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2020 … and then the toilet paper ran out

The Record-Courier Editorial Board
A worker at the Douglas County Senior Center takes a Meals on Wheels over on March 31, 2020.

For more than a decade, The Record-Courier has devoted this space to a wrap-up of the year’s 24 biggest news stories.

But in 2020, there were at best a half-dozen big stories covered by The Record-Courier, with most of the rest connected in some way.

The first two months of Douglas County contained the usual fare, Eagles and Ag, project approvals and preparation for the election year to come. The last front page of the paper before the arrival of the coronavirus talked about a late winter storm and Genoa resident Betsy Cooksey’s plan to ride 400 miles through Outer Mongolia.



Everything pretty much changed on St. Patrick’s Day when an order closing the schools and casinos was issued by Gov. Steve Sisolak in response to the arrival of the virus. 

The R-C reported the first case of the virus in Douglas less than a week later. The woman in her 30s recovered at home. That was the same issue the newspaper focused on take-out from restaurants whose dining rooms were closed. A Gardnerville daycare became the first business to close due to exposure. 



Restaurants weren’t the only ones having to adapt to new ways of doing business.

The impending retirement of Douglas County School Superintendent Teri White introduced school board trustees to Zoom, while county commissioners met using You Tube and the courts relied on Go To Meeting, and even churches went digital to celebrate Easter. Events that would once draw crowds took to flatbed trailers to bring music to the streets.

School lunches were distributed to vehicles as Valley manufacturers and volunteers came up with ways to help, creating masks and hand sanitizer.

The virus changed how residents voted in the primary with active voters receiving ballots in the mail. Douglas County commissioners escorted by a score of residents brought their demand to reopen businesses to the state capital even as the state capital closed a Gardnerville antique store in late April.

Several events succumbed to the lockdowns associated with the virus, including the Aviation Roundup and July Fourth celebrations, Candy Dance and Nevada Day. That didn’t stop residents from celebrating graduation and Carson Valley Days with vehicle parades.

Summer saw the virus reduced to a dull roar, and plans for both opening the schools and conducting the election both exploring the term “hybrid.”

The schools’ version of that term meant students would be able to attend class in person on alternate days or sign up for the district’s brand new online school. For hybrid elections, active voters received ballots in the mail, or voted in person either early or on Election Day.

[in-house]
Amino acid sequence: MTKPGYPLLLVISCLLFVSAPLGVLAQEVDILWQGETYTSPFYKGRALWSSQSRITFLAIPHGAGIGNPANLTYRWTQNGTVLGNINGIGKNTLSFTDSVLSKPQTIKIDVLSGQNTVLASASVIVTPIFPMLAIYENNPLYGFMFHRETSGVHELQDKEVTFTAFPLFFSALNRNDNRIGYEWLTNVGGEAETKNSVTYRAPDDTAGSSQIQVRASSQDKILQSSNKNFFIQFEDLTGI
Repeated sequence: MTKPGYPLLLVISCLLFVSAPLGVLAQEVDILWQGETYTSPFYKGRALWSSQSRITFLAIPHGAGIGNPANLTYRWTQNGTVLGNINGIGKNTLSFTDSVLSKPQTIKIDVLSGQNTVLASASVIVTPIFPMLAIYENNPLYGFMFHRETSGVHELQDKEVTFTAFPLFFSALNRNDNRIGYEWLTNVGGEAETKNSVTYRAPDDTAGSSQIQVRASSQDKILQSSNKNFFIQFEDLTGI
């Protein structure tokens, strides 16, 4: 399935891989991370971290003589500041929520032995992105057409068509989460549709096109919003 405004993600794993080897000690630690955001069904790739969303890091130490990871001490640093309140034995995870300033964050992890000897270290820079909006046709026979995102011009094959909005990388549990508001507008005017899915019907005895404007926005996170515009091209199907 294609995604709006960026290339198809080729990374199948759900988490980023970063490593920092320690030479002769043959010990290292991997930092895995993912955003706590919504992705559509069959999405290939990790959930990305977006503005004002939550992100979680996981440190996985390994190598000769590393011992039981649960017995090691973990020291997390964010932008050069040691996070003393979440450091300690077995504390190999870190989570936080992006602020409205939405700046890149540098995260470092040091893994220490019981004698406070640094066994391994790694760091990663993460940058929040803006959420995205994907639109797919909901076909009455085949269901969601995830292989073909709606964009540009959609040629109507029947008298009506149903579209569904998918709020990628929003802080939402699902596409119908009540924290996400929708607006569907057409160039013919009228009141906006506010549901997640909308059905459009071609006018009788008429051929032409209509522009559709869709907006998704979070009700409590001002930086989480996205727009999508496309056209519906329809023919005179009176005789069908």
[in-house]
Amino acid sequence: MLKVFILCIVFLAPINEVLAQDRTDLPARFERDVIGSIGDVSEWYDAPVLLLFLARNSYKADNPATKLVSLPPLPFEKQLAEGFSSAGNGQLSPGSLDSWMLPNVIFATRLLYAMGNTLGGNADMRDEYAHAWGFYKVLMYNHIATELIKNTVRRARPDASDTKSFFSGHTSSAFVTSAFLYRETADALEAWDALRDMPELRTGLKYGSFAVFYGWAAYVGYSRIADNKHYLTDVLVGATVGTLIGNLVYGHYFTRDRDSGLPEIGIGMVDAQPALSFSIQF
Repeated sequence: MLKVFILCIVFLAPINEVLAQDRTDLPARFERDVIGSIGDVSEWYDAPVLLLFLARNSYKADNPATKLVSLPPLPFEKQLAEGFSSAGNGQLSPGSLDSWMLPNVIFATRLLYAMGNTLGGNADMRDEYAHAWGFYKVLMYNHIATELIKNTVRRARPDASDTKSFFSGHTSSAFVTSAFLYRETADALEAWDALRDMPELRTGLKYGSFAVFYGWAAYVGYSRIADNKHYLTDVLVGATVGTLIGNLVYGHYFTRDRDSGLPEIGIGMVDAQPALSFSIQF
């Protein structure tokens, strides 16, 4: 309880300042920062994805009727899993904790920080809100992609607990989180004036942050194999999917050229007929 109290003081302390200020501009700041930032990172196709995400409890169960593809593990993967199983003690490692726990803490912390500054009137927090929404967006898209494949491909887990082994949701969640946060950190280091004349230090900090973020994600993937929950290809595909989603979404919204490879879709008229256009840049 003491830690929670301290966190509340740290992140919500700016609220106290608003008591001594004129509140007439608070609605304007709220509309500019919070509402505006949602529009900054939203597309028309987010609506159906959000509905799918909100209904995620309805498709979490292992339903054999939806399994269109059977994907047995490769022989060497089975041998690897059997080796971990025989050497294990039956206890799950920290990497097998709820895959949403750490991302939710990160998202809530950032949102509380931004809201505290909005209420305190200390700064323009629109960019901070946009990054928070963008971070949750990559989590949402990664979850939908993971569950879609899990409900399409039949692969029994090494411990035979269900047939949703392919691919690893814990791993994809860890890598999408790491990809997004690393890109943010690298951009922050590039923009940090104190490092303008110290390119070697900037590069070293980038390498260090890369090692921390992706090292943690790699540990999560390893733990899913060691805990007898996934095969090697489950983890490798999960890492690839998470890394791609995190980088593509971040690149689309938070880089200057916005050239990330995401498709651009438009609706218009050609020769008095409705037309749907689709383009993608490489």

Frustration with lockdowns and coronavirus fatigue may have contributed to the drama in August and September.

On Aug. 8, supporters of the sheriff, many armed, swamped downtown Minden to counter a much smaller #Black Lives Matter protest prompted by a letter written by the sheriff decrying the proposed use of the hashtag in a library diversity statement. Then on Sept. 12, 28,000 people came to a rally for President Trump that was moved to Minden-Tahoe Airport after the Reno-Tahoe Airport Authority rejected a plan to have it there due to virus restrictions. The state cited Douglas County and the airport over the rally, but withdrew the citation after the county decided to fight it. While neither event was associated with a surge in cases, that was still in the cards.

On Nov. 22, after bumping along with no more than a few dozen active cases at a time, health officials reported a 264-case surge. A week later, at the end of November, there were 500 active cases and four deaths. Colder weather, which forced people indoors was blamed for the sudden spike that saw the year end with nearly 1,000 Douglas cases and 15 deaths.

The end of the year, though, also saw the introduction of the first vaccines in Western Nevada. Two Carson-Tahoe Regional Medical Center nurses were the first to get the first shots. Because the vaccine requires two doses 25 days apart, no one has been fully vaccinated, yet.

On Jan. 2, 2020, The R-C opined that “nothing is really certain.” That was easily the most ridiculous understatement in the history of understatements. Here’s hoping 2021 brings some pleasant surprises instead of the constant drumbeat of disease and disappointment that accompanied 2020.